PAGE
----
hypothalamus. Calcitonin gene-related peptide
(CGRP) is a neuropeptide that is released into the
circulatory system during a hot flash (Wyon et al.
2000). Acupuncture stimulation causes the release
of ß--endorphin, which has an inhibitory effect on
CGRP. A study by Wyon et al. (1995) showed that
urinary excretion of CGRP was reduced following
acupuncture. It is possible that neuronal activity in
the hypothalamus is elevated during hot flashes,
and acupuncture may reduce this, perhaps
mediated by increased ß-endorphin release and
decreased noradrenaline activity.
Case report
Background
The present subject was a 44-year-old woman
with a diagnosis of breast cancer. She had been
suffering from intractable hot flashes and night
sweating for the past 2 years, and this had had a
severe impact on her quality of life (QoL). Her
sweating was very bad, especially when she tried
to sleep. She needed to change her bedclothes
several times a night, which had an effect on her
sleep and QoL. The subject’s poor sleep pattern
impacted on her energy level during the day,
leading to fatigue. The hot flashes made her feel
uncomfortable when socializing with friends,
and increased her anxiety level every time she
experienced them. She had tried all other
measures, i.e. medications, using a fan,
maintaining ambient room temperature, wearing
cotton clothing, avoiding caffeine-related drinks,
relaxation and listening to music, but these had
had very little or no effect on her sweating.
Having previously worked as a librarian, she had
quit her job because of the increasing side effects
of her cancer treatment.
Clinical impression
The subject was alert and appeared well.
Based on the subjective history and objective
findings, the vasomotor symptoms that she
was experiencing were directly linked to her
breast cancer diagnosis. Medical assessment
ruled out any infection or pyrexia as a cause of
sweating. She had begun to have vasomotor
symptoms following breast cancer treatment.
The subject described her experience of a hot
flash as “a sudden warmth all over the body
and then accompanied by a feeling of skin
peeling from inside”. During hot flashes, she
experienced associated symptoms such as
palpitation, anxiety, irritability and headaches.
Treatment
Prior to acupuncture treatment, precautions were
taken and contraindications were checked. The
subject’s left arm was not needled because of
axillary clearance. She was given an informa-
tion leaflet that explained acupuncture treatment
and possible adverse reactions to it. Written
informed consent was gained once all the infor-
mation had been provided (AACP 2012).
The acupuncture points that were selected
are listed in Table 1. The majority of the points
94 © 2016 Acupuncture Association of Chartered Physiotherapist
Table 1. Acupuncture points selected: (LI) Large Intestine;
(PC) Pericardium; (TE) Triple Energizer; (HT) Heart; (LR)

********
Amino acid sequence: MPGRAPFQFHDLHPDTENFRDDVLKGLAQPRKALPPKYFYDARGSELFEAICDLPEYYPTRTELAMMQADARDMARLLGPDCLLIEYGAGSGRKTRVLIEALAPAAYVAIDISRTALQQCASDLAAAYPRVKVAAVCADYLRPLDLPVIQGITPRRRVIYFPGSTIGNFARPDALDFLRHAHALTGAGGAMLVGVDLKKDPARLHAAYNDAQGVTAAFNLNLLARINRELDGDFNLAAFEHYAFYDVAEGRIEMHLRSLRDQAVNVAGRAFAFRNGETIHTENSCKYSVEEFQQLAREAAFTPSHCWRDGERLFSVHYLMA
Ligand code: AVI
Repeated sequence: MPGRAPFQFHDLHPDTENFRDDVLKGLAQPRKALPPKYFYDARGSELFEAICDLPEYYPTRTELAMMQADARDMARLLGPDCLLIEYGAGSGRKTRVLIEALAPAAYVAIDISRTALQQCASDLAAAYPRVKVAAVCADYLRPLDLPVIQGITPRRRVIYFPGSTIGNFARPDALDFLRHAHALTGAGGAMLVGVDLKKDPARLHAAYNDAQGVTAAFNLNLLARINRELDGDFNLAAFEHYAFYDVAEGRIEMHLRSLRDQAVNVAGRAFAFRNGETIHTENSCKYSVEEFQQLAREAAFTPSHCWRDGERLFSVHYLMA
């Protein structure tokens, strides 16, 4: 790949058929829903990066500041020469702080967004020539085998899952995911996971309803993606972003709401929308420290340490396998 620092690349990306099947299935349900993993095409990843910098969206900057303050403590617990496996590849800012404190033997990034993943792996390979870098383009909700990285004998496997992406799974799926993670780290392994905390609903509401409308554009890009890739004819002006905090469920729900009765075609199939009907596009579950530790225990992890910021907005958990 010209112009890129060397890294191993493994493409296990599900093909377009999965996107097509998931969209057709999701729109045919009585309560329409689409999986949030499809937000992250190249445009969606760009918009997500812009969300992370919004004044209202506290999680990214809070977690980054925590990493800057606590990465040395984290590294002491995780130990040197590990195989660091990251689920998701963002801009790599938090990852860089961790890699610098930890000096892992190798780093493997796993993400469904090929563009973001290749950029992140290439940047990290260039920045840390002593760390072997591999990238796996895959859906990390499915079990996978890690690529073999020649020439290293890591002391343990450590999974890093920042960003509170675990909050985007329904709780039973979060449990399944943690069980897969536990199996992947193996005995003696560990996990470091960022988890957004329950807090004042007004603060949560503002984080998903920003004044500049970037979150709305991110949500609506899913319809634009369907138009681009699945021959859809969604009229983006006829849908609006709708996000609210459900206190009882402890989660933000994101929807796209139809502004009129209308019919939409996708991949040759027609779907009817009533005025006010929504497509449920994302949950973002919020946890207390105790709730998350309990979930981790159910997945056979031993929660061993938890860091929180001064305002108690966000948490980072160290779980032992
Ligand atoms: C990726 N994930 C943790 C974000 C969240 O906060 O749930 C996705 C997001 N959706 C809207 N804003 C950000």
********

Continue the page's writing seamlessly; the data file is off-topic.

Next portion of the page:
Liver; (SP) Spleen; (ST) Stomach; and (KI) Kidney
Size of needle
Depth of
Acupuncture point
(mm)
needling (cun)
De Qi
LI4 (right)
0.18×25
0.4
Yes
PC6 (right)
0.18×25
0.4
Yes
PC8 (right)
0.18×25
0.4
Yes
TE5 (right)
0.18×25
0.4
Yes
HT6 (right)
0.18×25
0.4
Yes
HT7 (right)
0.18×25
0.4
Yes
HT8 (right)
0.18×25
0.4
Yes
LI11 (right)
0.25×40
0.5
Yes
LR2 (bilateral)
0.18×25
0.4
Yes
SP9 (bilateral)
0.25×50
1.2
Yes
SP6 (bilateral)
0.25×40
0.7
Yes
ST36 (bilateral)
0.25×50
1.3
Yes
KI3 (bilateral)
0.18×25
0.4
Yes
KI6 (bilateral)
0.18×25
0.4
Yes
KI7 (bilateral)
0.18×25
0.4
Yes
used corresponded to those employed in the
largest trial of acupuncture for hot flashes
(Borud et al. (2009). In all treatment sessions,
the acupuncture points were stimulated manu-
ally, and the needles were left in situ for 30
min. The subject received treatment once a
week, and the needles were stimulated
manually every 10 min during each session in
order to improve the therapeutic effects. The
depth of needling was dependent on whether
De Qi was elicited. The needles used were all
sterile and made of stainless steel (Classic
Plus, HMD Europe Ltd, Chipping Norton,
Oxfordshire,UK).
The subject did not notice any changes in her
symptoms until three sessions of treatment had
been completed, after which the frequency and
severity of her hot flashes and night sweating
reduced slightly. A noticeable reduction in
vasomotor symptoms was observed after six
sessions of treatment, which had a huge impact
on her sleep pattern and psychological well-
being. By the end of 8 weeks of acupuncture
treatment, the subject reported a significant
reduction in both her vasomotor and associated
symptoms, including palpitation, anxiety,
irritability and headaches. Her hot flashes and
sweating decreased from 9/10 to 2/10, as
measured on a visual analogue scale (VAS).
Discussion
A significant reduction in the present subject’s
hot flashes and night sweating was brought
V. Ramasamy
about by 8 weeks of acupuncture treatment.
Prior to this, she had reported between three
and four hot flashes every hour, and from four
to six incidents of sweating every night.
Following the completion of her treatment, she
reported that she now only experienced a mild
damp feeling two or three times a day, and that
her palpitations and feelings of irritability had
considerably improved. Similarly, her night-
time sweating had reduced considerably to
only one or two incidents a night, and since
these were less intense, she could manage the
problem without changing her nightclothes.
The hot flashes had lessened significantly fol-
lowing acupuncture, and the distress caused by
these had decreased even more. The outcomes
of the acupuncture treatment are detailed in
Table 2.
Current treatment options for hot flashes in
patients with breast cancer include pharma-
cological agents, especially selective serotonin
reuptake inhibitors (e.g. venlafaxine and
parox-etine), but these have adverse side
effects and are considered to be undesirable
options for most women (Loprinzi et al. 1998;
Nelson et al. 2006). Hormone replacement
therapy reduces hot flashes in women by 90
95%, compared to 1050% with placebo
treatment (Carpenter et al. 2007), and may
improve QoL (Fahlén et al. 2011), but it also
increases the risk of breast cancer (MWSC
2003) and probably that of a recurrence of this
form of cancer (Holmberg et al. 2008).
This situation has led to an increasing demand
for alternative treatments for hot flashes and